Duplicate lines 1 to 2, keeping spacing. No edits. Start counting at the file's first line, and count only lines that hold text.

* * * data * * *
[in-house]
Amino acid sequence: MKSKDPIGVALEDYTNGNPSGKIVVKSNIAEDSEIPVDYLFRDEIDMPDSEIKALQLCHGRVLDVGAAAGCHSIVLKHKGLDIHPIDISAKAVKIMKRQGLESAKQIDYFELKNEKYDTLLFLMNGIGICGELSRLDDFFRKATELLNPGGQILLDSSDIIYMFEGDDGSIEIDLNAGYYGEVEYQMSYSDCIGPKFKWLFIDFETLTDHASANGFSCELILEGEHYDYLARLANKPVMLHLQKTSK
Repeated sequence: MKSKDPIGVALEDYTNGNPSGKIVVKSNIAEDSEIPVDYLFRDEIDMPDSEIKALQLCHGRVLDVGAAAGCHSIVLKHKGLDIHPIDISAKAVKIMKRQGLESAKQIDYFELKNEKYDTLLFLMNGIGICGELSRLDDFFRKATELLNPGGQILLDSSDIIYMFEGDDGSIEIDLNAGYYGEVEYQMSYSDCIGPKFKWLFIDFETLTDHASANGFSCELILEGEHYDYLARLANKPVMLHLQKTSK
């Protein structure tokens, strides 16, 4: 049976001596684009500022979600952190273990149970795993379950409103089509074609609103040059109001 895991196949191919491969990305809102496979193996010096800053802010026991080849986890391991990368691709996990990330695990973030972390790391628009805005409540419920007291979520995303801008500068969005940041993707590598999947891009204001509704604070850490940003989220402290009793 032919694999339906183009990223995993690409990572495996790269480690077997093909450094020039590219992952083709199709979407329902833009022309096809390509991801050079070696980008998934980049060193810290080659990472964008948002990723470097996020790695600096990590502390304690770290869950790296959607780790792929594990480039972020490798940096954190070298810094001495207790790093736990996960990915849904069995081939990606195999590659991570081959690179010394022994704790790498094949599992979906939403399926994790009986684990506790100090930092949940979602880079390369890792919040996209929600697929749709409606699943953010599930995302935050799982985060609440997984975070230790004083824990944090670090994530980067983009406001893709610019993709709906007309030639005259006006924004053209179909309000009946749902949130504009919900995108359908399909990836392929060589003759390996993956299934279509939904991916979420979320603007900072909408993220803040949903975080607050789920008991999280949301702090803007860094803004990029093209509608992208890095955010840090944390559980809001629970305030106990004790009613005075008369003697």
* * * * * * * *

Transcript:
[in-house]
Amino acid sequence: MKSKDPIGVALEDYTNGNPSGKIVVKSNIAEDSEIPVDYLFRDEIDMPDSEIKALQLCHGRVLDVGAAAGCHSIVLKHKGLDIHPIDISAKAVKIMKRQGLESAKQIDYFELKNEKYDTLLFLMNGIGICGELSRLDDFFRKATELLNPGGQILLDSSDIIYMFEGDDGSIEIDLNAGYYGEVEYQMSYSDCIGPKFKWLFIDFETLTDHASANGFSCELILEGEHYDYLARLANKPVMLHLQKTSK